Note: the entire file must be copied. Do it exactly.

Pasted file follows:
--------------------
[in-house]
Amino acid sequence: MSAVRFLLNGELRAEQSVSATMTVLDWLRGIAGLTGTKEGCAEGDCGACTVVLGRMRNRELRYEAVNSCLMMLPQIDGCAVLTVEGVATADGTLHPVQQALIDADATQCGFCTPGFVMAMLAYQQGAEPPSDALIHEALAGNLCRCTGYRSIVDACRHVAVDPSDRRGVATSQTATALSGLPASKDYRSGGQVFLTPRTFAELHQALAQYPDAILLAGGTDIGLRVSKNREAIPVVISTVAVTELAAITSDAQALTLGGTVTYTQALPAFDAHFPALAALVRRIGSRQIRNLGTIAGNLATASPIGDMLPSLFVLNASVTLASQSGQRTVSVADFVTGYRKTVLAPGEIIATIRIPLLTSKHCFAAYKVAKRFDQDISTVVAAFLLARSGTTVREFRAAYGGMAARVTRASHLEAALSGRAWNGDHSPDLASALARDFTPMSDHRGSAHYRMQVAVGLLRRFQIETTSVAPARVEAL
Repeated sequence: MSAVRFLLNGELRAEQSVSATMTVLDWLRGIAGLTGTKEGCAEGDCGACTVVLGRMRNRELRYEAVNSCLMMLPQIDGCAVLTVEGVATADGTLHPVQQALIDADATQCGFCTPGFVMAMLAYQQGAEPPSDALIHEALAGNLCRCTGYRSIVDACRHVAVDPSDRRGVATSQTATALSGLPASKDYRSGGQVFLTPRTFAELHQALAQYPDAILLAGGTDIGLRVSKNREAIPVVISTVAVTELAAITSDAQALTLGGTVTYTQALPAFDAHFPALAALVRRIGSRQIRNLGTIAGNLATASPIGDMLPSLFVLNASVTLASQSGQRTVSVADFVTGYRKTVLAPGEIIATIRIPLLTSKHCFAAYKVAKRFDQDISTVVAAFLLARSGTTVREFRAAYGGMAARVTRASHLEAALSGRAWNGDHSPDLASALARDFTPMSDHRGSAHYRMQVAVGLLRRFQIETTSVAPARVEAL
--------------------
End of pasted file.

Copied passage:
[in-house]
Amino acid sequence: MSAVRFLLNGELRAEQSVSATMTVLDWLRGIAGLTGTKEGCAEGDCGACTVVLGRMRNRELRYEAVNSCLMMLPQIDGCAVLTVEGVATADGTLHPVQQALIDADATQCGFCTPGFVMAMLAYQQGAEPPSDALIHEALAGNLCRCTGYRSIVDACRHVAVDPSDRRGVATSQTATALSGLPASKDYRSGGQVFLTPRTFAELHQALAQYPDAILLAGGTDIGLRVSKNREAIPVVISTVAVTELAAITSDAQALTLGGTVTYTQALPAFDAHFPALAALVRRIGSRQIRNLGTIAGNLATASPIGDMLPSLFVLNASVTLASQSGQRTVSVADFVTGYRKTVLAPGEIIATIRIPLLTSKHCFAAYKVAKRFDQDISTVVAAFLLARSGTTVREFRAAYGGMAARVTRASHLEAALSGRAWNGDHSPDLASALARDFTPMSDHRGSAHYRMQVAVGLLRRFQIETTSVAPARVEAL
Repeated sequence: MSAVRFLLNGELRAEQSVSATMTVLDWLRGIAGLTGTKEGCAEGDCGACTVVLGRMRNRELRYEAVNSCLMMLPQIDGCAVLTVEGVATADGTLHPVQQALIDADATQCGFCTPGFVMAMLAYQQGAEPPSDALIHEALAGNLCRCTGYRSIVDACRHVAVDPSDRRGVATSQTATALSGLPASKDYRSGGQVFLTPRTFAELHQALAQYPDAILLAGGTDIGLRVSKNREAIPVVISTVAVTELAAITSDAQALTLGGTVTYTQALPAFDAHFPALAALVRRIGSRQIRNLGTIAGNLATASPIGDMLPSLFVLNASVTLASQSGQRTVSVADFVTGYRKTVLAPGEIIATIRIPLLTSKHCFAAYKVAKRFDQDISTVVAAFLLARSGTTVREFRAAYGGMAARVTRASHLEAALSGRAWNGDHSPDLASALARDFTPMSDHRGSAHYRMQVAVGLLRRFQIETTSVAPARVEAL